Switch Statement code block not executing

Hi all,
I am using a switch statement to output a message depending on whether the user's input falls within a range of numbers (<= 49 and >= 75). However, only the code in the statement after the switch block is executed. Any reason why this is so? Below is a sample of my code where only the "End of program" message is output:

public class Temperature
public static void main(String[] args)
int temperature;
Scanner input = new Scanner(System.in);

    System.out.print("Enter a dew point temperature (F): ");
    temperature = input.nextInt();

    if (temperature <= 49 && temperature >= 75)
            case 1:  System.out.println("Extremely uncomfortable");
            case 2: System.out.println("Very humid");
            case 3: System.out.println("Somewhat uncomfortable");
            case 4: System.out.println("OK");
            case 5: System.out.println("Comfortable");
            case 6:  System.out.println("Very Comfortable");                            
            case 7:    System.out.println("A bit dry");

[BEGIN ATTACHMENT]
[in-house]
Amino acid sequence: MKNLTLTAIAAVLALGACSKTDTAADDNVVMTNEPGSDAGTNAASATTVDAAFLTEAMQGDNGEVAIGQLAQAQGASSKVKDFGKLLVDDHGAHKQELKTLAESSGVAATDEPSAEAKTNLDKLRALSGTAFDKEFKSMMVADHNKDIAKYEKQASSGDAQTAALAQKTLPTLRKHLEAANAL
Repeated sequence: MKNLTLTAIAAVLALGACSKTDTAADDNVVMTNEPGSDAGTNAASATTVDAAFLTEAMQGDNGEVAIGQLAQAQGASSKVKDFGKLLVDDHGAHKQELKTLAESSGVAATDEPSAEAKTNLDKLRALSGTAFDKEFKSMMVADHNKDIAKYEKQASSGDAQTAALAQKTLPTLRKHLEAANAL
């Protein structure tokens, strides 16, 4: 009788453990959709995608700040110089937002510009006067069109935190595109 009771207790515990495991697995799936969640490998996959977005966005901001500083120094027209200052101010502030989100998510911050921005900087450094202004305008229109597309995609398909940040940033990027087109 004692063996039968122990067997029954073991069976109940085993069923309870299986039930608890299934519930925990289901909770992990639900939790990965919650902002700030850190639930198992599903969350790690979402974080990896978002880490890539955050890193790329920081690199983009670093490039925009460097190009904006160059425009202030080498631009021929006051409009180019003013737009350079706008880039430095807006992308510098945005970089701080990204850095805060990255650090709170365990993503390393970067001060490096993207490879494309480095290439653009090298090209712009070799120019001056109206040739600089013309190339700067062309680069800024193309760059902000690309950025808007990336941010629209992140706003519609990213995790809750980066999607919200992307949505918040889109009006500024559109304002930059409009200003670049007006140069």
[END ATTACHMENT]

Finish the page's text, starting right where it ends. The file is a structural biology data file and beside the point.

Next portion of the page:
}// end switch  
    System.out.println("End of program");
}// end main method

}// end class


  • Temperature is 49-75 but your cases are for 1-7.

  • Just noticed your if statement. A number cannot be lower than 50 and higher than 74 at the same time, thus nothing inside it is executed.

  • Does this mean that i have to use a case statement for each number between 49 and 75? Also i did change the comparison operator to an OR (||) but got the same result.

  • Cases are for exact value. If you want to test for ranges then use if-else statements.

  • Actually the programming exercise was that we solve this problem using both a selection structure and a case structure. I have already solved it using the if-else- if selection structure.

  • Then good luck using case on every number in the range.

  • You if statement will always be false as noted above.
    Also the switch statement will never trigger because your values are too high... what you could do is scale the temperature down (by dividing it by a number that will get you in the range). Also good practice to use a default case to catch any errors...

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